As an herbalist, most people I talk to are seeking relief from a spot in their lives that feels out of hand; some kind of environmental, physical, or mental stress has pushed them far from the familiarity of having manageable and comfortable lives.
What if instead of reacting to our lives once they reached a place of unbearable imbalance, we had the tools to avoid those places all together? This is the goal of herbalism. When we work with plants we aim to bolster and defend the parts of our lives and bodies that keep us feeling "normal" — relatively in balance, stress-free, and comfortable.
When it comes to stress, the group of herbs referred to as adaptogens are crucial allies in preventing chaos and regaining balance. Tulsi, or holy basil, is a plant that most of us can benefit from when we feel stressed.
What Is Tulsi?
It is not uncommon to find basil growing in people's gardens, in window boxes, and even on the sunny fire escapes of city apartments. Different homes might cultivate different types of basil, as there are over 100 species. Holy Basil or tulsi is a sacred plant in the Hindu religion. It is worshiped, respected as a protector of the home in which it grows, and used as a time-honored medicine. In medicinal preparations we most often use the leaves and flowers.
How Can Tulsi Help Me?
I reach for tulsi when the million things in my life have come together culminating in the perfect storm of feeling stuck with brain fog. When my impulse is to silently scream "I need a week away from it all!" and then collapse on my bed, I can tell I could do with a little holy basil.
Because I'm a regular person without service staff or heaps of expendable income, tulsi provides the relief, quiet motivation, and grace to deal with it all. While calming my nervous system it gently stimulates my brain so I can move through and out of whatever is contributing to my cloudy thinking.
Is Tulsi Right for Me?
When taken over a long period of time Tulsi can help us build up tolerance to stress through improved resiliency and vitality. A simple tea from fresh or dried tulsi is safe enough to drink every day as long as you're not pregnant (consult your physician).
Herbalist David Hoffman wrote that "adaptogens smooth the highs and lows of stress." This can only happen through long-term, committed relationships with plants that suit our individual lives, preferences, and needs. When we combine a program involving plants with routines that can help us from feeling stressed or stuck, then we are more likely to succeed.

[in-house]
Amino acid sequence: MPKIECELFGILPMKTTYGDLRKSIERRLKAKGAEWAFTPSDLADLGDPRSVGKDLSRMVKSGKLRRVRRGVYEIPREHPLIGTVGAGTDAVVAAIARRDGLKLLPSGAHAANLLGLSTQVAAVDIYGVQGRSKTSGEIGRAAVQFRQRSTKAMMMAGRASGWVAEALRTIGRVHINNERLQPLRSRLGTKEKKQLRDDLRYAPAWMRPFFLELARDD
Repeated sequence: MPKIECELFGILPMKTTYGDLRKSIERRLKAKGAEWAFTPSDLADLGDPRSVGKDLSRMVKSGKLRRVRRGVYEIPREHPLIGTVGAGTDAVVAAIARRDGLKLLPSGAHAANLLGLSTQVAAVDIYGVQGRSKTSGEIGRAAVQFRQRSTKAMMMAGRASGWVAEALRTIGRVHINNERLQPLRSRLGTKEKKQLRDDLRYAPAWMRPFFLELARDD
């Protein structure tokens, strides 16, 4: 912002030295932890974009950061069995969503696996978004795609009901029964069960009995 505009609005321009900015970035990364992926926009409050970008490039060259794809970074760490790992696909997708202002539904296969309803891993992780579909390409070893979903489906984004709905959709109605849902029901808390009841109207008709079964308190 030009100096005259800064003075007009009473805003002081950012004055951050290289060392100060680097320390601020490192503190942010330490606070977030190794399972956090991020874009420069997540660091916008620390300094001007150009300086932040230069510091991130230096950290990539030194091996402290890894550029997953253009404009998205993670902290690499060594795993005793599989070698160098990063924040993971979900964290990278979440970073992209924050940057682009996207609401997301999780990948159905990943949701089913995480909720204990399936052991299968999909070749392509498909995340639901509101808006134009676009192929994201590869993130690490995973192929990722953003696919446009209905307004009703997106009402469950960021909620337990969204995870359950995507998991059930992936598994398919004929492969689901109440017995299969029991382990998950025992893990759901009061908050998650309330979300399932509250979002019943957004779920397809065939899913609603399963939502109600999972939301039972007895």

Tulsi is particularly helpful in the places we feel stuck, bound by habits that don't serve us, and keep us from breaking through to the clarity that enables us to think about what would truly be best for us.
Where Can I Buy Tulsi?
There are three types of Tulsi: Rama Tulsi, Krishna Tulsi, and Vana Tulsi. You can find a variety of Tulsi-related products from dried leaves, to tea blends, to extracts from Mountain Rose Herbs.
About CC Buckley
CC Buckley is the herbalist behind Ripe, a site dedicated to practicing herbalism in real life. She is a graduate of Commonwealth Center for Holistic Herbalism. She's also currently working on a medicinal plants book for Roost. Check out how she starts her herb-filled morning here.
Adaptogens are just one method some people use to help themselves feel better. Are they right for you? In this mini series we're covering the basics of what adaptogens are, what they do, and how you can learn more about them. We'll also be talking about a few popular adaptogens: tulsi, ashwagandha, and reishi
If you are pregnant, nursing, or taking prescription medications, consult a qualified expert before beginning a new program involving plants. Ashwagandha should be avoided if you have hyperthyroidism or Grave's Disease. The information in this article should not be used to diagnose, cure, or treat any disease, implied or otherwise.